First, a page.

Trans-Pacific Partnership Threatens HIV Patients Overseas
By TJ Acena, PQ Monthly
As the Trans-Pacific Partnership comes closer to becoming a reality, the future of those with HIV in developing countries becomes unclear. The TPP is a trade agreement (like NAFTA) that doesâ€¦ well, it does a lot of things, and itâ€™s definitely worth looking into all its possible effects,Â but today Iâ€™m talking about one in particular: intellectual property and, specifically, drug patents. According to Doctors Without Borders/MÃ©decins Sans FrontiÃ¨res (MSF):
Damaging intellectual property rules in the U.S.-led Trans-Pacific Partnership Agreement (TPP) would give pharmaceutical companies longer monopolies over brand name drugs. Companies would be able to charge high prices for longer periods of time. And it would be much harder for generic companies to produce cheaper drugs that are vital to peopleâ€™s health.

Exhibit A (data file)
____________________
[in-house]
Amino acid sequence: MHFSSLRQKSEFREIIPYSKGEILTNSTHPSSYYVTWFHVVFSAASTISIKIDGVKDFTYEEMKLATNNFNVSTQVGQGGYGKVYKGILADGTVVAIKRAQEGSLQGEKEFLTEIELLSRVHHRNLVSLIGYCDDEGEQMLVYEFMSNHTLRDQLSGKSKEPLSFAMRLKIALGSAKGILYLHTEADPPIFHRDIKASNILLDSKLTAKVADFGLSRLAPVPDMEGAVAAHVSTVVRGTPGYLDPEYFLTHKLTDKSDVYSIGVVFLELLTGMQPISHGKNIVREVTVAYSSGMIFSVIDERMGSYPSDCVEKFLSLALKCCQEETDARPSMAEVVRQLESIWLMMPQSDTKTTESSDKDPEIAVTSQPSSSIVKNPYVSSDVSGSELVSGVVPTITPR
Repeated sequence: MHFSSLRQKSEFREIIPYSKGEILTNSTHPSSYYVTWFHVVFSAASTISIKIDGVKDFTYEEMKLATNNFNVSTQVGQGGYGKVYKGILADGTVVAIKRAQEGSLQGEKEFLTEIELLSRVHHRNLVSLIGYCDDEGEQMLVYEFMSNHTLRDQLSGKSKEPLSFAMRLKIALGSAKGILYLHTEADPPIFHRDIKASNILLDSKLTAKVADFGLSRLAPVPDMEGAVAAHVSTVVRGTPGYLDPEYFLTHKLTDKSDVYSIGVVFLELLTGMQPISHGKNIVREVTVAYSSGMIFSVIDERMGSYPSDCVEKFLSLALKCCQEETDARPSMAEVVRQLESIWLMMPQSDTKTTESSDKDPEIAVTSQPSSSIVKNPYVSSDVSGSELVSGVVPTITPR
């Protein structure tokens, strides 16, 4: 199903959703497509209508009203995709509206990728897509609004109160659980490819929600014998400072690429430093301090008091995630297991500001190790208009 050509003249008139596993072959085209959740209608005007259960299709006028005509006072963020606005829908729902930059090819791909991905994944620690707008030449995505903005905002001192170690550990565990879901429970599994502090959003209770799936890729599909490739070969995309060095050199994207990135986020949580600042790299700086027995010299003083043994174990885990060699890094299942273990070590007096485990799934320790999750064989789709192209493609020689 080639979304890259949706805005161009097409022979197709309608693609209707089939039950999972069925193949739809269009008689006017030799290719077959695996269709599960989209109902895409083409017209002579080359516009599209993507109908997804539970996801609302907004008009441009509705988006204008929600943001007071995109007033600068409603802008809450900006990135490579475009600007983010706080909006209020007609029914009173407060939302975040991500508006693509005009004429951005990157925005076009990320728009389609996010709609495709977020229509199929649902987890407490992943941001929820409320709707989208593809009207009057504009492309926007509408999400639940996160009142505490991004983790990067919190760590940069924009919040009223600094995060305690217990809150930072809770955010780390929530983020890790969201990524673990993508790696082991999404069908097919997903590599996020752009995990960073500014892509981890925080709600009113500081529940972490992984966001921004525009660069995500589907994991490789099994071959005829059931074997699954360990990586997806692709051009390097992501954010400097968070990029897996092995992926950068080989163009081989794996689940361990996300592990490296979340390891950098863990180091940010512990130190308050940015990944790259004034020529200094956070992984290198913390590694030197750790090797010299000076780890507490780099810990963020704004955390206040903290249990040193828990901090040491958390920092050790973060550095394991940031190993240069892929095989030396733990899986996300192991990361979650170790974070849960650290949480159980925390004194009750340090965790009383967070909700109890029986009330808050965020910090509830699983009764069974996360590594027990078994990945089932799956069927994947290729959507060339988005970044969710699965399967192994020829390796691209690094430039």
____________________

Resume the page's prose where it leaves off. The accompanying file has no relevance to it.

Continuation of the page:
Of course itâ€™s possible that pharmaceutical companies wonâ€™t extend their patents as long as humanly possible like they tend to do. Anything is possible. Itâ€™s also possible that the TPP would allow pharmaceutical companies to sue governments that negatively affect their profits. As with giant international deals, a lot of weight gets thrown around, and the United States has thrown around quite a bit, and often to the benefit of pharmaceutical companies. Now senators in the U.S. are trying their hardest to push through the TPP, including our own Senator Ron Wyden. Wyden has pushed for protections of labor rights, the environment, and the internet in the TPP. However, Wyden has not pushed for protecting vulnerable people in developing countries whose lives depend on affordable generic drugs. One of the reasons this story caught my eye is because Iâ€™ve previously written about Wydenâ€™s ties to the pharmaceutical industry. I donâ€™t know if the TPP can be stopped. Itâ€™s huge and encompasses so much, even MSF is appealing for help â€œfixingâ€ the TPP, not â€œstoppingâ€ the TPP. But perhaps we can make sure that the lives of people in developing countries with HIVâ€”and not just HIV; many life-threatening diseases are fought with generic drugsâ€”arenâ€™t cut off from the medicine they need to survive.